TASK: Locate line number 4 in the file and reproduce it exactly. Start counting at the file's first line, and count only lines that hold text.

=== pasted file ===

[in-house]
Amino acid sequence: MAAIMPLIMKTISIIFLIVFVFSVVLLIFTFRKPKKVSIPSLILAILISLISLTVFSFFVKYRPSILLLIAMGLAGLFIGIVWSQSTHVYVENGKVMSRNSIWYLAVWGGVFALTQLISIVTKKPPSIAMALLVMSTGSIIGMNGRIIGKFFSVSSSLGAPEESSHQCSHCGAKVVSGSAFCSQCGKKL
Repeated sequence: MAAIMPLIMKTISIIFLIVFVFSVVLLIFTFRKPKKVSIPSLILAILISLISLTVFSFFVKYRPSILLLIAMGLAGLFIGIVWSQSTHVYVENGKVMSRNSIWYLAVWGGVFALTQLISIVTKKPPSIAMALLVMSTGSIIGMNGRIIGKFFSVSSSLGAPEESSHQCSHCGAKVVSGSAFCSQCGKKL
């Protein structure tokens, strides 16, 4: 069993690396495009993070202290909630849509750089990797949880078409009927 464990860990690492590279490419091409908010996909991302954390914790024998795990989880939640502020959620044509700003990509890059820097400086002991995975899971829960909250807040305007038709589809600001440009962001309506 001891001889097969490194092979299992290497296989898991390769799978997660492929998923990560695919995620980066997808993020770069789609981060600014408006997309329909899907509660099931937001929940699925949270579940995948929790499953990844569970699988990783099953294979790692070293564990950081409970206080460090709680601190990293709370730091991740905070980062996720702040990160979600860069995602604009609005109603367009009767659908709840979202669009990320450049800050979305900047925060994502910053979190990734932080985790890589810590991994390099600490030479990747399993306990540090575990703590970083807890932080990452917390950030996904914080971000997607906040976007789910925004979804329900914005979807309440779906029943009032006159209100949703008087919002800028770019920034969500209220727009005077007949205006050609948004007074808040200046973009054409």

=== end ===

């Protein structure tokens, strides 16, 4: 069993690396495009993070202290909630849509750089990797949880078409009927 464990860990690492590279490419091409908010996909991302954390914790024998795990989880939640502020959620044509700003990509890059820097400086002991995975899971829960909250807040305007038709589809600001440009962001309506 001891001889097969490194092979299992290497296989898991390769799978997660492929998923990560695919995620980066997808993020770069789609981060600014408006997309329909899907509660099931937001929940699925949270579940995948929790499953990844569970699988990783099953294979790692070293564990950081409970206080460090709680601190990293709370730091991740905070980062996720702040990160979600860069995602604009609005109603367009009767659908709840979202669009990320450049800050979305900047925060994502910053979190990734932080985790890589810590991994390099600490030479990747399993306990540090575990703590970083807890932080990452917390950030996904914080971000997607906040976007789910925004979804329900914005979807309440779906029943009032006159209100949703008087919002800028770019920034969500209220727009005077007949205006050609948004007074808040200046973009054409």